Fast forward to 2004 and Anna surfing around, looking at contemporary painters. She was inspired to begin expressing herself through paint, and looking at her paintings (www.fineartregistry.com/portfolio/Kurowska) one clearly sees a dismissal of the dead grays of her childhood. And perhaps also the thick, blocky, lifeless figuration of what passed for aesthetics behind the Iron Curtain.
“I am mostly interested in abstract and non-objective work,” Anna says in describing her work. “Those two styles of painting let me explore my interest in color and texture. They give me an opportunity to show a part of me and part of my past. It is also an urge of creating something not only meaningful but also beautiful in this so cruel and full of ugliness world. It is proved that colors influence our mood and that’s why it is so important for me to use that knowledge in my work in order to create specific and intended feelings. Therefore, I focus so much on color. Of course, it does not mean that I only use ‘happy’ colors but I rather try to manipulate and use them consciously in order to create some positive emotions.”
Traveling in Unknown Directions
“I also love texture and endless possibilities that texture gives me,” she continues. Working in acrylics, Anna has numerous media she can employ and enjoys experimenting with a wide variety including tissue paper, aluminum foil and newspaper, overlaying them with screen patterns, brushing them with combs and finding out everything these things will do when bent under her eye and hand.
“I think that it helps me set myself apart from other painters,” she says. “It also helps me show my individual style and bring something new in my work. Creating texture gives me indescribable feeling while I am working. It lets me create something unexpected even to me. It is like traveling in unknown directions.”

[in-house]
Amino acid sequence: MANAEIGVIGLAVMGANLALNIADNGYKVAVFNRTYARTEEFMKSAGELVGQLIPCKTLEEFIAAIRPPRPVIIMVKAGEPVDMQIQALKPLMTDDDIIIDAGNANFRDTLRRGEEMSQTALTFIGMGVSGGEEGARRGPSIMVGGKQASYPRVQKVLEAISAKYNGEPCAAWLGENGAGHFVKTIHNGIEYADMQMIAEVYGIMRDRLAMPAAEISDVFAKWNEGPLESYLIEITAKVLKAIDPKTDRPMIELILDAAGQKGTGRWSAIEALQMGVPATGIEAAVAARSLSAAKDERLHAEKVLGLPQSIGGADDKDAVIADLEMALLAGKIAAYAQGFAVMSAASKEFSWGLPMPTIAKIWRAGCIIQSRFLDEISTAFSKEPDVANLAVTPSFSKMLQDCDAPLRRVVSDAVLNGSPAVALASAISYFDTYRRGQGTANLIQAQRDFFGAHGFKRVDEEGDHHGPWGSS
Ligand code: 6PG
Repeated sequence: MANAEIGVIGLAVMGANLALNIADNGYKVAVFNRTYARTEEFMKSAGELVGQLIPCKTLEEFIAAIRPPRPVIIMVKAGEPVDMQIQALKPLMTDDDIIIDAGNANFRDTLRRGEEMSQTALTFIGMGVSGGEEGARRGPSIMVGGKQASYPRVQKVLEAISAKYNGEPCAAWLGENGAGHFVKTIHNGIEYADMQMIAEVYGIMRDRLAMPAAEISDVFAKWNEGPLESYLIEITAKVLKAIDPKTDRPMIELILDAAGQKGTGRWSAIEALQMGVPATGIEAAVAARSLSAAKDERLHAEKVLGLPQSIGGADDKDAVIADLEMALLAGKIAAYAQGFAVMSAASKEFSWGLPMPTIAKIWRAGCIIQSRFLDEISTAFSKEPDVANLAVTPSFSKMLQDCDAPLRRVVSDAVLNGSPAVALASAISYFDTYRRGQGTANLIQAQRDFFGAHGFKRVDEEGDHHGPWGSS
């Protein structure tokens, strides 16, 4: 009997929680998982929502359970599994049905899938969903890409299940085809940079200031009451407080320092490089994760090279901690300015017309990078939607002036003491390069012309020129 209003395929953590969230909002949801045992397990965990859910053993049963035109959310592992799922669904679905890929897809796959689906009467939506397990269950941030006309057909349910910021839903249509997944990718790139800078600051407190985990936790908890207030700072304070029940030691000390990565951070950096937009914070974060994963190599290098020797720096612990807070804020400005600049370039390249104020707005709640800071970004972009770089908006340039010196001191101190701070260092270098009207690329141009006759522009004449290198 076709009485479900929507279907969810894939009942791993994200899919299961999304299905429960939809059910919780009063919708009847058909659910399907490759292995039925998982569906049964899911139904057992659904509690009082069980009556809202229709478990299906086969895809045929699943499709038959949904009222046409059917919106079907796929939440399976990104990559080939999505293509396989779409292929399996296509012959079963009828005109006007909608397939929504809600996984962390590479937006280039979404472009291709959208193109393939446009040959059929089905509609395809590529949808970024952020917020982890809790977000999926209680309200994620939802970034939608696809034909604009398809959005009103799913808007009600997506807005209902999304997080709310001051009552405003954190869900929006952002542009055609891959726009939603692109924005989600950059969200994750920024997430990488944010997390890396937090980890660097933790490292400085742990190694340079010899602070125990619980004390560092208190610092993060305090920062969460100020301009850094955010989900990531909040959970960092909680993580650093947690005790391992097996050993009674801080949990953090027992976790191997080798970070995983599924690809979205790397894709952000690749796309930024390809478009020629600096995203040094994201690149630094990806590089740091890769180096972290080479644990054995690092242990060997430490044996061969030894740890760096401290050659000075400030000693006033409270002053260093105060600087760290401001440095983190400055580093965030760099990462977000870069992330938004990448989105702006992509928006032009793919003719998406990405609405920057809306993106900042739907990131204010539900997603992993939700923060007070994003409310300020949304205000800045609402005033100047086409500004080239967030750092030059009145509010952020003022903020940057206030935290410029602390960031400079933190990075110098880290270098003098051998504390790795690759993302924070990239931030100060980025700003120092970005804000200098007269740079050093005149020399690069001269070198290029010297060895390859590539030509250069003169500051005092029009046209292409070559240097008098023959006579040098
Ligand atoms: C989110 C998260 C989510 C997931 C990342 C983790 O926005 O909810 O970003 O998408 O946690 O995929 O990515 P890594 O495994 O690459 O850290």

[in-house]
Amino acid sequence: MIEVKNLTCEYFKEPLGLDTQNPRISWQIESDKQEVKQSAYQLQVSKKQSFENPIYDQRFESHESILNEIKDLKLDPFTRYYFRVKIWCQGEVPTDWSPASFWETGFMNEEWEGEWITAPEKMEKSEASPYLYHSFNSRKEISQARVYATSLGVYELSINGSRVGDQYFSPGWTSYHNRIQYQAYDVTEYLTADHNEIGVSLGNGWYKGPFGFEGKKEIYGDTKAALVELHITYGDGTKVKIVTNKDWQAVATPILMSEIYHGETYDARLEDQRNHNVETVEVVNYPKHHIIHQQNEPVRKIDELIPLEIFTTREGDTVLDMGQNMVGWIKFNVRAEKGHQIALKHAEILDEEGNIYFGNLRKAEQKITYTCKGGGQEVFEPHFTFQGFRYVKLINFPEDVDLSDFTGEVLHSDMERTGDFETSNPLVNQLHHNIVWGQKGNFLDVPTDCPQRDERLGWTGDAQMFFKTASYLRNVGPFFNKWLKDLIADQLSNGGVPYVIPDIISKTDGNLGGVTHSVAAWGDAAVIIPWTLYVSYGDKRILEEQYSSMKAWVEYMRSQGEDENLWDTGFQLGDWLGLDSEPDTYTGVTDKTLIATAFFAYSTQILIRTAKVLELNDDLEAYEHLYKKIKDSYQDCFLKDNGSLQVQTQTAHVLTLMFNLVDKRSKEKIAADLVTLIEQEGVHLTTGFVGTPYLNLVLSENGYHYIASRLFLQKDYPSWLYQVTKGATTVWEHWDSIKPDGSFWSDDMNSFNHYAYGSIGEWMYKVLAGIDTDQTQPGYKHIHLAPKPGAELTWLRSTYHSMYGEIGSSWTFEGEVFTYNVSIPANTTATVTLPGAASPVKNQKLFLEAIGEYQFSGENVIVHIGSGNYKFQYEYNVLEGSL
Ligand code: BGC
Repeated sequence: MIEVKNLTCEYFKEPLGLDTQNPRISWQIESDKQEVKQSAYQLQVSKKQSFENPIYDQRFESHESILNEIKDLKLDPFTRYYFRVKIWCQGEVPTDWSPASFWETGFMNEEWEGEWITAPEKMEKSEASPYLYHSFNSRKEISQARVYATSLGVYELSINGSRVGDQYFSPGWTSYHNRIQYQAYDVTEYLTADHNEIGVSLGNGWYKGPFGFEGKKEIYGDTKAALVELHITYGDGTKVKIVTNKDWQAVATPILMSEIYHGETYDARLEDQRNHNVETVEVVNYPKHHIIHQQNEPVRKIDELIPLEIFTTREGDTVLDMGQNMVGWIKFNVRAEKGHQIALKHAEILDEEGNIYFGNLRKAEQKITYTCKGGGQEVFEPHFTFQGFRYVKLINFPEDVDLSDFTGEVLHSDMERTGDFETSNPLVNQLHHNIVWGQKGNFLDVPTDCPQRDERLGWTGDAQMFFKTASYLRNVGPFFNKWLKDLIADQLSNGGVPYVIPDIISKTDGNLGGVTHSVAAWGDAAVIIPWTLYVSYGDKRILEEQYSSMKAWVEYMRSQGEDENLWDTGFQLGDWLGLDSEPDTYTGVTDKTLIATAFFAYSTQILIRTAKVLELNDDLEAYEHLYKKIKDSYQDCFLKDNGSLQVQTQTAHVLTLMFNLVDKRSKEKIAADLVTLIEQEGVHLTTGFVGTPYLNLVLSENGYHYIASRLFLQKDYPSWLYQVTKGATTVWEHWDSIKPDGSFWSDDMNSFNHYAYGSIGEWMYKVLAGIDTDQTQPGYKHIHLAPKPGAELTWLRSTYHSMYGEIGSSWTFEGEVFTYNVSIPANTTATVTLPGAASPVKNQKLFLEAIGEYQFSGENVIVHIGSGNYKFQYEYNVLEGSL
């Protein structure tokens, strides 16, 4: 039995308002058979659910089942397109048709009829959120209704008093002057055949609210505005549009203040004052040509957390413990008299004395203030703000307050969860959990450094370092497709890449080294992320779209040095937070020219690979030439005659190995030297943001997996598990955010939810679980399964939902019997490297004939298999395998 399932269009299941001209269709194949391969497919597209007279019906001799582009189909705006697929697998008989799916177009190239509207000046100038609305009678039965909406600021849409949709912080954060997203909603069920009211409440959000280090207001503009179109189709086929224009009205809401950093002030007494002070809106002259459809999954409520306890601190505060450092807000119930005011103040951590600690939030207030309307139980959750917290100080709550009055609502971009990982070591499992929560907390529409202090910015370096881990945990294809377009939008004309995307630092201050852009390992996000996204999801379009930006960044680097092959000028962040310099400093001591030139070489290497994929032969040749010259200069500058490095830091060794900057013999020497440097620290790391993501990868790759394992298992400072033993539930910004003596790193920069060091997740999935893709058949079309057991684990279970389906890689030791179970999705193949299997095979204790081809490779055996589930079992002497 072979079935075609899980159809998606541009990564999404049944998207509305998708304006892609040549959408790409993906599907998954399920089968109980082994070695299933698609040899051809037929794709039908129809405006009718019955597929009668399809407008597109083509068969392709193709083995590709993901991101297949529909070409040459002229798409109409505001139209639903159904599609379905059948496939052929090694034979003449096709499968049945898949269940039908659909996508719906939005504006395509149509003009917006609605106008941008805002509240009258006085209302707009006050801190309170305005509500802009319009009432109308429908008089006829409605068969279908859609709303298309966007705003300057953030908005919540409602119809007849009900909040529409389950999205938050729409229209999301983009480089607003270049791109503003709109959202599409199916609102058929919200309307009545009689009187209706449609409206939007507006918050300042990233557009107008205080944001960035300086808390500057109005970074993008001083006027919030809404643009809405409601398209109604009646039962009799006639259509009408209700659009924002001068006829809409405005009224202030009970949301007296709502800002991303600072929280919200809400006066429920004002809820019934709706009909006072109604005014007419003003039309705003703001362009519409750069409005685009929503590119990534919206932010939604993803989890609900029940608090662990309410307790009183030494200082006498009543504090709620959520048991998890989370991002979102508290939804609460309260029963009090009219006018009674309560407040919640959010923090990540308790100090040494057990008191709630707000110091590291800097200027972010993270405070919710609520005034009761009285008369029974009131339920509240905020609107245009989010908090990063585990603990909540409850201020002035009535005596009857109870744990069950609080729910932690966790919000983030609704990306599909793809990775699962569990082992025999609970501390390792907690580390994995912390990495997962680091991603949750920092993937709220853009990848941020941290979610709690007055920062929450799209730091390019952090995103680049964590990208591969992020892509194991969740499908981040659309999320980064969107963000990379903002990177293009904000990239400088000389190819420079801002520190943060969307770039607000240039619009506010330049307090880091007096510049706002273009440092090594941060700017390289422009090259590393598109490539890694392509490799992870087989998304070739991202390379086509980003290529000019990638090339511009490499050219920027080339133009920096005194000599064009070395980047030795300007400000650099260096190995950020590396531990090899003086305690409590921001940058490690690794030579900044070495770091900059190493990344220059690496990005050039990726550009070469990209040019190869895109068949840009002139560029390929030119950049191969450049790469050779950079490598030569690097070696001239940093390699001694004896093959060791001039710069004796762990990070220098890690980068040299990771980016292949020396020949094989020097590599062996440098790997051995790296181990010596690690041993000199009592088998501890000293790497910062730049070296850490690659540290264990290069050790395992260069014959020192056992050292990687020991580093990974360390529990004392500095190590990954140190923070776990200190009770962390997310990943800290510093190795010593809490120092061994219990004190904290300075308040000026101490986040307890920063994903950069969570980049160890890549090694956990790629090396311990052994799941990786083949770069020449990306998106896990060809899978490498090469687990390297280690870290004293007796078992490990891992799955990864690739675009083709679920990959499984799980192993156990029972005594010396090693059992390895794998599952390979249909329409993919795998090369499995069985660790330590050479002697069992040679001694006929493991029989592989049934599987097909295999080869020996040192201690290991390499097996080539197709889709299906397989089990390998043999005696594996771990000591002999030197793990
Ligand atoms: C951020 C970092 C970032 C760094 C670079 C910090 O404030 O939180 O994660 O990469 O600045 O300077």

Her fascination with the non-objective traces to an admiration of Kandinsky and Pollock. Anna professes to owe more to contemporary painters, unknown though they may be. She enjoys simply googling “contemporary abstract art” and letting the search results reveal what they may.
“In the past I didn’t understand the beauty of abstract and non-objective work. I think that I had to become more mature to appreciate those styles of art. I also have to admit that even now being in the world of abstract art, sometimes I want to rationalize it and understand it. But not understanding and simply appreciating and letting go of all expectations is the key to finding something interesting, meaningful, and beautiful in abstract and non-objective work.
“I would love my work to be read differently every time somebody looks at it. I want people to find in my work, something that is important to them not necessarily to me.” Amidst Anna’s saturated colors and textures one often finds figures or figurative suggestions and this demarks the direction her painting is headed.